Most of the major crowdfunding sites have an “all or nothing” policy.
Either you raise the entire goal amount in the limited time period or the campaign receives nothing. Crowdfunding campaigns that allow you to keep the funds despite an unmet funding goal charge higher commission rates (some as high as 9%).
The only logic to this arbitrary rule is the sense of urgency and threat of loss. Yet, with well more than half of all crowdfunding campaigns failing, it’s clear that urgency and threats aren’t working.
Aside from the obvious arbitrariness of this rule, it ignores the reality faced by entrepreneurs, start-ups and non-profits.
Savvy fundraisers these days do not seek only one funding source. Lack of success on a crowdfunding platform does not mean failure in the long-term, as many start-ups will be concurrently pursuing angel, equity, debt and other revenue opportunities.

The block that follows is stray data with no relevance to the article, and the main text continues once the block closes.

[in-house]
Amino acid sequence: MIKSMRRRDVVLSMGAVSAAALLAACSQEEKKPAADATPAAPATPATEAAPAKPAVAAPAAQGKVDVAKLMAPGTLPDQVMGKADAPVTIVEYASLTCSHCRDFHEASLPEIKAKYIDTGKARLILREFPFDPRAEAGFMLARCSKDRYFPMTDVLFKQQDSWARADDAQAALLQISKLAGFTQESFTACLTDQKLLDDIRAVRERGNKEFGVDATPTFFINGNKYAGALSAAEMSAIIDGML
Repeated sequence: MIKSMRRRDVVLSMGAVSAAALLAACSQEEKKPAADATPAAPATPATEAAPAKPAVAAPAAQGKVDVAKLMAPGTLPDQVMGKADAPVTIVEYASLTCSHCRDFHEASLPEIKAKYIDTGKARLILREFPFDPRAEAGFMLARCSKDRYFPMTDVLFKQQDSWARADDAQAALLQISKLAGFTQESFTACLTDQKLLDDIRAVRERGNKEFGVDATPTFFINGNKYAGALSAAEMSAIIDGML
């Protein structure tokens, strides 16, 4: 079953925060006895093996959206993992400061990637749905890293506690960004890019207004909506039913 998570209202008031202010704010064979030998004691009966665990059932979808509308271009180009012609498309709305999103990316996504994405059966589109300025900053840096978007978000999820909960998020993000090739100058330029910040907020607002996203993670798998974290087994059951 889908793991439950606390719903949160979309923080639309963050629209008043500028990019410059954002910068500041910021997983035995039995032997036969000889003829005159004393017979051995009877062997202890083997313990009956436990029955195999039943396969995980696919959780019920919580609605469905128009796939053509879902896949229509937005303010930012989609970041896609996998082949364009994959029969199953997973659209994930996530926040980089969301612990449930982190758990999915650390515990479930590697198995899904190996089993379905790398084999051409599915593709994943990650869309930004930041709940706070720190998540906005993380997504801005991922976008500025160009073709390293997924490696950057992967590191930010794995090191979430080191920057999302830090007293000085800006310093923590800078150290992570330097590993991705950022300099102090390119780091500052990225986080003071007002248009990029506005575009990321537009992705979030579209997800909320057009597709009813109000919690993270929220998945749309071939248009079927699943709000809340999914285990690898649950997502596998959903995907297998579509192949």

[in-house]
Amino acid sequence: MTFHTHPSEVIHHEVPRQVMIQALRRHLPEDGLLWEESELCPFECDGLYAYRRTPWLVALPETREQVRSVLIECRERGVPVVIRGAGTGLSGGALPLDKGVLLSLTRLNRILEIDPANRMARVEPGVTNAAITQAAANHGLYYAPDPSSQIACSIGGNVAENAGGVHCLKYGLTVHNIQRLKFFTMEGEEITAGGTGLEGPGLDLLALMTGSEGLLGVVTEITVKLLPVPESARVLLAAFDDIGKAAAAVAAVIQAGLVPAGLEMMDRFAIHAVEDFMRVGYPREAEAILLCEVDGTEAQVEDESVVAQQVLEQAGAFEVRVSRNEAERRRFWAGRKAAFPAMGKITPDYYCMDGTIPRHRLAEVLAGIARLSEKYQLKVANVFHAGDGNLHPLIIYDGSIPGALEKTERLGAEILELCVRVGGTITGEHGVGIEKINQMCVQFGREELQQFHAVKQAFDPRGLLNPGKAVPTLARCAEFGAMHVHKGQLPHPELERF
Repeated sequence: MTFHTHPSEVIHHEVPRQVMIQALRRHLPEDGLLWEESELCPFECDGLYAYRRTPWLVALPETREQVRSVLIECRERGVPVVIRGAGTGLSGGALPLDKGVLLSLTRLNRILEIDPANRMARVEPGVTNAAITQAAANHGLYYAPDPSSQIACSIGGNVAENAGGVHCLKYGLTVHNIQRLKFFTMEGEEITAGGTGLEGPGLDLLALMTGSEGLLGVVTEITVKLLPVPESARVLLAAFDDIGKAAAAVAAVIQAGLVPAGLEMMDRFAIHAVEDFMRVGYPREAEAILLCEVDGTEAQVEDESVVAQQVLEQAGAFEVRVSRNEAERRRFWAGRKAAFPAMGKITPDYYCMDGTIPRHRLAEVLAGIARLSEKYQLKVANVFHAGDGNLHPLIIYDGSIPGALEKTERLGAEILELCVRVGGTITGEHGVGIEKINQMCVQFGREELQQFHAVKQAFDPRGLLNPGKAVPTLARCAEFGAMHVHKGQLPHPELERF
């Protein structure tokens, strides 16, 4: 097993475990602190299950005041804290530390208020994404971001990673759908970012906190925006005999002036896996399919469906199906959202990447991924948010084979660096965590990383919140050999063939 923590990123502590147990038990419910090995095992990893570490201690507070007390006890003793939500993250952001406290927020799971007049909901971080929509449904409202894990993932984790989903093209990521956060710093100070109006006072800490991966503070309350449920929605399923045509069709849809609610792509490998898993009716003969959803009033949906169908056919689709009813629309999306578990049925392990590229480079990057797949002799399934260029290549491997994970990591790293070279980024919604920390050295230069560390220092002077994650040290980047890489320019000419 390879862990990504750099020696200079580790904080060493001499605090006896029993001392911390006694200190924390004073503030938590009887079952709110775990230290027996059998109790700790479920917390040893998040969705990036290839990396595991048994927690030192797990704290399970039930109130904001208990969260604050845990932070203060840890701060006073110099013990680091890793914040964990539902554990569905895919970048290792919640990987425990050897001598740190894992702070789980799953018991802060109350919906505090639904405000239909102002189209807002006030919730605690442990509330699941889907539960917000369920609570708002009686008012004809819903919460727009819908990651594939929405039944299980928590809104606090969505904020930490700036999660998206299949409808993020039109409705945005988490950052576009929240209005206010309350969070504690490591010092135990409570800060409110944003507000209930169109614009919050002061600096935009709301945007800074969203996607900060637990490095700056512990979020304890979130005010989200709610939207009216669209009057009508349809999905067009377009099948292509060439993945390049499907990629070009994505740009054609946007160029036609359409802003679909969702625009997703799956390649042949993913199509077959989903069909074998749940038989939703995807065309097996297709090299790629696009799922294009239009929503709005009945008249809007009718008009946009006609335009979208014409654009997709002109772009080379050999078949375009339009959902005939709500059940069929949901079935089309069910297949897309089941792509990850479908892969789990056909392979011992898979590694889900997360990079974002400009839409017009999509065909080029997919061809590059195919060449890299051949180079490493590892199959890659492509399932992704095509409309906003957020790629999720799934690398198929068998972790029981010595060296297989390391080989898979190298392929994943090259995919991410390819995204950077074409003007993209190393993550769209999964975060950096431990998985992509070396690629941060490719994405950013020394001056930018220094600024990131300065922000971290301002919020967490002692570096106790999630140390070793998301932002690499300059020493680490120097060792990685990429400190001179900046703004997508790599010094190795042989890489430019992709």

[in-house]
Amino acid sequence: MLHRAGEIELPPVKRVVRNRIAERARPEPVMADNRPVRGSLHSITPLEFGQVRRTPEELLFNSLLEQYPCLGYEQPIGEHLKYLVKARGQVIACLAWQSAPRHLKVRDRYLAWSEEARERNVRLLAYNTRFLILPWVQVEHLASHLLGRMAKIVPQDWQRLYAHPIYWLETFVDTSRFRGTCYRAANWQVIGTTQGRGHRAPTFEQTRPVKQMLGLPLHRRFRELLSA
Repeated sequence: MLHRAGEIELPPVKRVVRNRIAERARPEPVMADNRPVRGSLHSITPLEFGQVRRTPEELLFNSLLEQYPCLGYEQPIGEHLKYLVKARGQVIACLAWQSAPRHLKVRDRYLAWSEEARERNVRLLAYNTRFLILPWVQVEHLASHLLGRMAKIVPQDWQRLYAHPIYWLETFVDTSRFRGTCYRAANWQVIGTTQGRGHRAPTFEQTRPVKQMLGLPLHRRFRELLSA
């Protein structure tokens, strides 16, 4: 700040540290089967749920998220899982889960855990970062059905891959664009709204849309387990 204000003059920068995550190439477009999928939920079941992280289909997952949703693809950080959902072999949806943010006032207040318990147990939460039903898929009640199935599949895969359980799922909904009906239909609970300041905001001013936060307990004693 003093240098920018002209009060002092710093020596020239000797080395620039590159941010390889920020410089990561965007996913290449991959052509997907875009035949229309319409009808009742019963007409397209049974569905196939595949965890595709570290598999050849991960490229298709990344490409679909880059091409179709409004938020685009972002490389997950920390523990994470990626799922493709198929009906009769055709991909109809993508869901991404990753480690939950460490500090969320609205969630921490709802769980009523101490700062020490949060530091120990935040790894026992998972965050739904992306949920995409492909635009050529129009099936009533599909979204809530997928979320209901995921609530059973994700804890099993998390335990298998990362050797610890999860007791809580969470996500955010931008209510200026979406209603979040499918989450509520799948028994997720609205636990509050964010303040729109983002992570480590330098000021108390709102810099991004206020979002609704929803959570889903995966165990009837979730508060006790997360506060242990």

The idea that the failure of a crowdfunding campaign dooms the larger project to obscurity is plain dumb. Campaigns that fail at crowdfunding may succeed elsewhere – by getting equity, debt or angel funding, or by succeeding on a different crowdfunding platform. A campaign that meets, say, half its crowdfunding goal but succeeds through other funding routes is still a success. But not if the crowdfunding site withholds the money the campaign raised.
All or nothing is a major problem. It is art of a looming crisis in crowdfunding.
What’s the solution?